Alfie will duet with Bryn on John Denver’s Perhaps Love, recorded with Placido Domingo in 1981 – this will be tremendous with Alfie and Bryn’s voices.  Of course, Alfie and Bryn have known each other for a long time; Bryn appeared at the Royal Opera House whilst Alfie was a student in the Vilar Programme – click here (from 4.19) to see footage of the two of them together.  However, since then, the pair have performed together, most notably at the South Bank Awards, singing the Pearl Fishers duet.  This performance was the winner in an early thoughtsofjustafan poll to find your favourite Alfie Boe duet – duets have taken on a whole new meaning for Alfie since then!

Acclaimed worldwide for tackling the biggest opera roles, Sir Bryn’s new album – his first in five years – shows his lighter side with a collection of his most loved songs, recorded in brand new orchestral versions. He says, “This is some of my favourite concert repertoire. Songs and duets, some humorous encores that I just adore to sing. And how lucky I am to share the album with some incredible artists, and to record at the amazing, iconic Abbey Road.”

Alongside the release of Dreams and Songs, Sir Bryn Terfel continues to give major performances around the world. Following his title role in Falstaff at London’s Royal Opera House, he will be reprising his title role as Sweeney Todd at Zürich Opera in December. He will also sing with the Royal Philharmonic Orchestra at the Royal Festival Hall on 5th October for a special concert which includes music by Verdi, Wagner, Mozart and more.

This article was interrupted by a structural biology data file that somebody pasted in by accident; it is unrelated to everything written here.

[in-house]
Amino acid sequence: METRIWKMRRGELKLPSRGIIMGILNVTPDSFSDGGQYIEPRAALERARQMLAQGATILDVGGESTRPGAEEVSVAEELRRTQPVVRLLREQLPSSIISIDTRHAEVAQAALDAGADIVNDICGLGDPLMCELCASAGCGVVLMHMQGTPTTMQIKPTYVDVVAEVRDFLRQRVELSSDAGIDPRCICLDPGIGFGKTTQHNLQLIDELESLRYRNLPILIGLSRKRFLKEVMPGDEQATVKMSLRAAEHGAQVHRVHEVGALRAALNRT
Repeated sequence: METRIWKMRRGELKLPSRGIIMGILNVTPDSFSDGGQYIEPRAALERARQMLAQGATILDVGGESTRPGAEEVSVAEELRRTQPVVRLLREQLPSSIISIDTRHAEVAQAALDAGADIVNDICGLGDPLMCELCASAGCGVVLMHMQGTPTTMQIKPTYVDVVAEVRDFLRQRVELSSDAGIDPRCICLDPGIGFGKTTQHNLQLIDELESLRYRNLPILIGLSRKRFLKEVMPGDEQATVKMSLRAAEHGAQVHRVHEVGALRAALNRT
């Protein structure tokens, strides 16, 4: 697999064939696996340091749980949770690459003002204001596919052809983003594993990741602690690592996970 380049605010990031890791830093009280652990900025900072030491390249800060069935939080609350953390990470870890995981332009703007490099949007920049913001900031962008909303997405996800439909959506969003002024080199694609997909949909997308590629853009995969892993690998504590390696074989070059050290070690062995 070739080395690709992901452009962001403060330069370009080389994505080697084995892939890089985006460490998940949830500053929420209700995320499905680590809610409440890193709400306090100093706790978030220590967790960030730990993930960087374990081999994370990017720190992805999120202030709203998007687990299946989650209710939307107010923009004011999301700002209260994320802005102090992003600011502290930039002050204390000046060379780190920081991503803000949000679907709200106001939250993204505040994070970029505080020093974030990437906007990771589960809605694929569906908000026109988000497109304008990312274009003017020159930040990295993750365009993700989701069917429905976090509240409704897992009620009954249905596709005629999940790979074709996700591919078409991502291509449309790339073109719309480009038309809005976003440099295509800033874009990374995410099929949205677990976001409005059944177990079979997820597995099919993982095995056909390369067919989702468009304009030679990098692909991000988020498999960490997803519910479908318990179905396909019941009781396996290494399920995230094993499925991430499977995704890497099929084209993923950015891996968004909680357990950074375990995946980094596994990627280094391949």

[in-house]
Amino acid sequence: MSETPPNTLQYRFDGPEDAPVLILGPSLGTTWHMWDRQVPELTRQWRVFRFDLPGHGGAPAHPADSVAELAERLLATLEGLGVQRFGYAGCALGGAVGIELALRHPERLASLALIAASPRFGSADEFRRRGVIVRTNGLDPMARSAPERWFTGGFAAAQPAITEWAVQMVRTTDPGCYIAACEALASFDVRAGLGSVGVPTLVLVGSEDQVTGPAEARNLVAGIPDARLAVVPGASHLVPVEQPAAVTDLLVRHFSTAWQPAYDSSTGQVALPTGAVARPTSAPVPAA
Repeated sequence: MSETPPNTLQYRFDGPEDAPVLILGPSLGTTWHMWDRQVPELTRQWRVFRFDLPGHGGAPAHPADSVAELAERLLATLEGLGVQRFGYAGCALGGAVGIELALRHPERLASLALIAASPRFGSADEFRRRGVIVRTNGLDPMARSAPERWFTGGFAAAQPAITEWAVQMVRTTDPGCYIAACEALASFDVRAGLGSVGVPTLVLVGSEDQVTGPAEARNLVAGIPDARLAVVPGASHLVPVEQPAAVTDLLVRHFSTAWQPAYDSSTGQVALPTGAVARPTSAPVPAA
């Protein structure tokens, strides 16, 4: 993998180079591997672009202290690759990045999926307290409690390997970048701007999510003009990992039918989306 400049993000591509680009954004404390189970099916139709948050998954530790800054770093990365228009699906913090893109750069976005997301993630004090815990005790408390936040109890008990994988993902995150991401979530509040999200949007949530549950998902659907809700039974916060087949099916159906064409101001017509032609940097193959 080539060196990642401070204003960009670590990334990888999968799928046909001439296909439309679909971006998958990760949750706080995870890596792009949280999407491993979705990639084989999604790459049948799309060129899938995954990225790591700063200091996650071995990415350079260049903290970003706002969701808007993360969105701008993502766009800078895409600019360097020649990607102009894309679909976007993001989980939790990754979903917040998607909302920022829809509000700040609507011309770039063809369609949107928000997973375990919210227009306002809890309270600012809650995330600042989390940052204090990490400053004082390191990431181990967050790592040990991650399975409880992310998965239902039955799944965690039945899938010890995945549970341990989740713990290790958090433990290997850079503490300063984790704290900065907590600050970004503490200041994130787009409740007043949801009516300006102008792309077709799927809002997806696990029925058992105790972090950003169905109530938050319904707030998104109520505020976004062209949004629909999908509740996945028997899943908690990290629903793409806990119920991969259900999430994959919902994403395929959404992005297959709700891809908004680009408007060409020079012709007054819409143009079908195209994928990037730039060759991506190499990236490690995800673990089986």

Dreams and Songs can be pre-ordered here:

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On This Day, 8 June 2010, Alfie Boe Sang…

…the Pearl Fishers Duet with David Kempster:

Although this duet, Au Fond Du Temple Saint, is a concert staple for baritones and tenors, the song is of course from Bizet’s 1863 opera, The Pearl Fishers.  It is this opera, in the 2009/10 ENO season that gives us the memorable opening from Alfie’s autobiography: “Bizet nearly killed me.  I don’t blame him, it’s not his fault.” Alfie was talking about the chlorine poisoning he suffered whilst preparing for the show, which became, as it happens, one of his last for ENO – Les Miserables 25th anniversary concert was just around the corner.

Set in ancient times on the island of Sri Lanka, the opera tells the story of how two men’s vow of eternal friendship is threatened by their love for the same woman, whose own dilemma is the conflict between secular love and her sacred oath as a priestess.  After the initial premiere, The Pearl Fishers was not performed again until 1886 and since the mid twentieth century has become one of the most popularly staged operas worldwide.  ENO has restaged twice more since Alfie took the role of Nadir.

Lovers of Alfie Boe’s classical repertoire will also be familiar with his South Bank Award performance of this, with Bryn Terfel in 2011.  Alfie has performed very little opera since then but as he caught us all by surprise on the Serenata tour of 2013, by singing Nessun Dorma, Recondita Armonia and Caruso, never say never to hearing it again one day.  With Alfie, you just never know what to expect.

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Alfie Boe’s Best Live Song 2018: No.5

Halfway through the countdown to find your favourite Alfie Boe Best Live Song 2018 and we arrive at a song that many fans described as their favourite track from Ball and Boe’s Together Again album:

The song was written by David Foster and Carole Bayer Sager, with Alberto Testa and Tony Renis for the 1998 film Quest for Camelot and was originally two solo tracks; English for Celine Dion and Italian for Andrea Bocelli.  The song was then released as a duet by Dion and Bocelli and that is the version that is most well known.

Both Celine Dion and Andrea Bocelli have sung this many times with other people and it has also featured in the repertoires of many other singers and festivals.